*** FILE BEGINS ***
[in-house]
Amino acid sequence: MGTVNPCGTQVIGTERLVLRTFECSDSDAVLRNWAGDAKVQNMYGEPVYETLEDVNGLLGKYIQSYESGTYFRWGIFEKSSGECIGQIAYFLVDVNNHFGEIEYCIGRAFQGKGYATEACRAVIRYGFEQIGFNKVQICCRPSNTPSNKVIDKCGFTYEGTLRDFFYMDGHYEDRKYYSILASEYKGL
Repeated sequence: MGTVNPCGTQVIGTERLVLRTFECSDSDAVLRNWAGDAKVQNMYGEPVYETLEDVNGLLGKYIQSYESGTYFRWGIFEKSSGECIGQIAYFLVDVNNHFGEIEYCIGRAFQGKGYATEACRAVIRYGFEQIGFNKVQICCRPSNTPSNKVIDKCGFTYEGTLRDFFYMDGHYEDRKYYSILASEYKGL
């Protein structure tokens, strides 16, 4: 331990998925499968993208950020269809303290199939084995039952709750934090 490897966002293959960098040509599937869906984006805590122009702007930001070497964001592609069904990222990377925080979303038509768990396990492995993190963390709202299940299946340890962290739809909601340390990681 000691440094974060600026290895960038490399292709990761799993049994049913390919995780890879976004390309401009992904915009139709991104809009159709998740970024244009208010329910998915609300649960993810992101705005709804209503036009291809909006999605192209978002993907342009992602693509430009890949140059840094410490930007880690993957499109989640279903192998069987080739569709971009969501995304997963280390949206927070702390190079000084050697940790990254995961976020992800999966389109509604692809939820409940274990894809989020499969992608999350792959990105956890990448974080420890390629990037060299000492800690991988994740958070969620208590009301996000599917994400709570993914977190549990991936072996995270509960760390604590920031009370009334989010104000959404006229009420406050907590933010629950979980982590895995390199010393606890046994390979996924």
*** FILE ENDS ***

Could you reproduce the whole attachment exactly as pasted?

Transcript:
[in-house]
Amino acid sequence: MGTVNPCGTQVIGTERLVLRTFECSDSDAVLRNWAGDAKVQNMYGEPVYETLEDVNGLLGKYIQSYESGTYFRWGIFEKSSGECIGQIAYFLVDVNNHFGEIEYCIGRAFQGKGYATEACRAVIRYGFEQIGFNKVQICCRPSNTPSNKVIDKCGFTYEGTLRDFFYMDGHYEDRKYYSILASEYKGL
Repeated sequence: MGTVNPCGTQVIGTERLVLRTFECSDSDAVLRNWAGDAKVQNMYGEPVYETLEDVNGLLGKYIQSYESGTYFRWGIFEKSSGECIGQIAYFLVDVNNHFGEIEYCIGRAFQGKGYATEACRAVIRYGFEQIGFNKVQICCRPSNTPSNKVIDKCGFTYEGTLRDFFYMDGHYEDRKYYSILASEYKGL
């Protein structure tokens, strides 16, 4: 331990998925499968993208950020269809303290199939084995039952709750934090 490897966002293959960098040509599937869906984006805590122009702007930001070497964001592609069904990222990377925080979303038509768990396990492995993190963390709202299940299946340890962290739809909601340390990681 000691440094974060600026290895960038490399292709990761799993049994049913390919995780890879976004390309401009992904915009139709991104809009159709998740970024244009208010329910998915609300649960993810992101705005709804209503036009291809909006999605192209978002993907342009992602693509430009890949140059840094410490930007880690993957499109989640279903192998069987080739569709971009969501995304997963280390949206927070702390190079000084050697940790990254995961976020992800999966389109509604692809939820409940274990894809989020499969992608999350792959990105956890990448974080420890390629990037060299000492800690991988994740958070969620208590009301996000599917994400709570993914977190549990991936072996995270509960760390604590920031009370009334989010104000959404006229009420406050907590933010629950979980982590895995390199010393606890046994390979996924």